General George Washington Clark, appointed colonel of the 34th Iowa Volunteers. Illustration in History of Iowa From the Earliest Times to the Beginning of the Twentieth Century, 1903; via Wikipedia, public domain.

The 34th Iowa, primarily composed of men from the counties of Decatur, Lucas, Warren, and Wayne, began gathering at Camp Lauman in Burlington, Iowa in August 1862. Henry Clay Christie volunteered for service on August 12, 1862 and was assigned to Company G, which was mostly composed of men from Lucas County. When mustered into service on October 15, 1862, the 34th was composed of 941 men. Its commander was Colonel George W. Clark. During the two months between August and October 1862 when the troops were gathering at Camp Lauman, no less than 600 men were struck with measles and later, pneumonia was prevalent. As a result, many deaths occurred while numerous other men were unfit for duty during their entire time at Camp Lauman.

On November 22, 1862, the 34th was ordered to Helena, Arkansas where General William Tecumseh Sherman was gathering troops in preparation for the engagement against Vicksburg, Mississippi. They arrived December 5th and were assigned to the Third Brigade of the Fourth Division of the Sixteenth Army Corps, commanded by Brigadier General John M. Thayer. Soon after arrival, smallpox broke out among the Regiment. This, coupled with exposure from living in dog tents and weather conditions of heavy rain, numbing cold, and snow, caused many more deaths or rendered many men unfit for duty due to sickness.

Battle of Chickasaw Bayou. This file is licensed under the Creative Commons Attribution 3.0 Unported license. Map by Hal Jespersen www.posix_.comCW
Battle of Chickasaw Bayou. This file is licensed under the Creative Commons Attribution 3.0 Unported license. Map by Hal Jespersen www.posix_.comCW

Sometime between the 34th’s arrival at Helena, Arkansas on December 5th and the order to proceed toward Chickasaw Bayou on December 21st, Henry C. Christie was hospitalized. The muster roll for Company G of the 34th Iowa shows that Henry was hospitalized at Helena, Arkansas on December 21st; therefore, he was one of those unfit for duty and unable to participate in the upcoming battle.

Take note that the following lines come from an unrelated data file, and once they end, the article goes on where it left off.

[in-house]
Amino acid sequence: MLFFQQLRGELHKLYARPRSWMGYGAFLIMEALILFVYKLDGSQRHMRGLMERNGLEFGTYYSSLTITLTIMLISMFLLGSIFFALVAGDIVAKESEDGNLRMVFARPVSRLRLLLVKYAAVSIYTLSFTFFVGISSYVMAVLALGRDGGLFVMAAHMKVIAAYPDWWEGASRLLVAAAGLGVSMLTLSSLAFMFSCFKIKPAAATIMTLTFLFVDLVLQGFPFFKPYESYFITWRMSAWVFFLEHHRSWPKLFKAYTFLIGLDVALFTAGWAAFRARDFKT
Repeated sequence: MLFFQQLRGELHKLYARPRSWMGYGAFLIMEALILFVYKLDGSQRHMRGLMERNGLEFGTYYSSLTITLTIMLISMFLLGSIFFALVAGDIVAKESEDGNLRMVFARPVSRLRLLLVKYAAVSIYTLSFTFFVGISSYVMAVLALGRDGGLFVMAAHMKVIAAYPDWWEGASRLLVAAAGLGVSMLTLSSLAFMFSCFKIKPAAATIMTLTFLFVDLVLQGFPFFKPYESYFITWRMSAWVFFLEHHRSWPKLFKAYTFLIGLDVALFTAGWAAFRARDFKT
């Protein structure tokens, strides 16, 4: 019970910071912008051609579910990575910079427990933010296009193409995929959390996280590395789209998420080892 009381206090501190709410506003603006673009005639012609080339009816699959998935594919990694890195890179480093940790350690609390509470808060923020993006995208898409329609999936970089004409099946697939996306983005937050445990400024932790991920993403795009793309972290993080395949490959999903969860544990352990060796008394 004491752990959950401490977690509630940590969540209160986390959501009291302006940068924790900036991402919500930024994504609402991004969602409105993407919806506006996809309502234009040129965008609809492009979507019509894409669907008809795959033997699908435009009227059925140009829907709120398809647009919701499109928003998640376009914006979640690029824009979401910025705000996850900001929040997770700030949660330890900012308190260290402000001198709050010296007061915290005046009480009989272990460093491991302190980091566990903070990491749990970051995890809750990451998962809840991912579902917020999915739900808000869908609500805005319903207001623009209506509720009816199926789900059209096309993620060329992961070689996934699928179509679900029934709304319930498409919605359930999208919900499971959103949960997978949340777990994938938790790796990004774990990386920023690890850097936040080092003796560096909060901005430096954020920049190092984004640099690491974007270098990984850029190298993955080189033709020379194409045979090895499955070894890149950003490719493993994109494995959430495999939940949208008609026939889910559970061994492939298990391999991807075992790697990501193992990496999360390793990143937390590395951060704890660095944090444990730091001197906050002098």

The Battle of Chickasaw Bayou was the opening campaign to capture Vicksburg, the last Confederate stronghold on the Mississippi River. On December 26th, three Union divisions under General Sherman disembarked at Johnson’s Plantation on the Yazoo River to approach the Vicksburg defenses from the northeast while a fourth landed farther upstream on the 27th. On the 27th, Sherman’s troops pushed their lines forward through the swamps toward Walnut Hills, which were strongly defended. On the 28th, several futile attempts were made to get around these defenses and on December 29th, Sherman ordered a frontal assault which was repulsed with heavy casualties. Sherman then withdrew. To make matters worse, the weather during this period was terrible. One morning, the troops awoke “drenched and almost overwhelmed with a terrific rainstorm, leaving us . . . lying midside deep in pools of cold water.” The Battle was a resounding Union defeat.

Colonel Clark described this defeat and the subsequent movement of the men of the 34th in this way:

The hardships and disasters of Sherman’s repulses at Chickasaw Bluffs can never be comprehended by any except the brave and hardy men who were there and survived them. The humiliation and misery, consequent upon a useless and senseless slaughter, were greatly aggravated by the inclemency of the weather. When these unfortunate operations on the Yazoo were ended, we moved out of this loathsome and poisonous stream . . .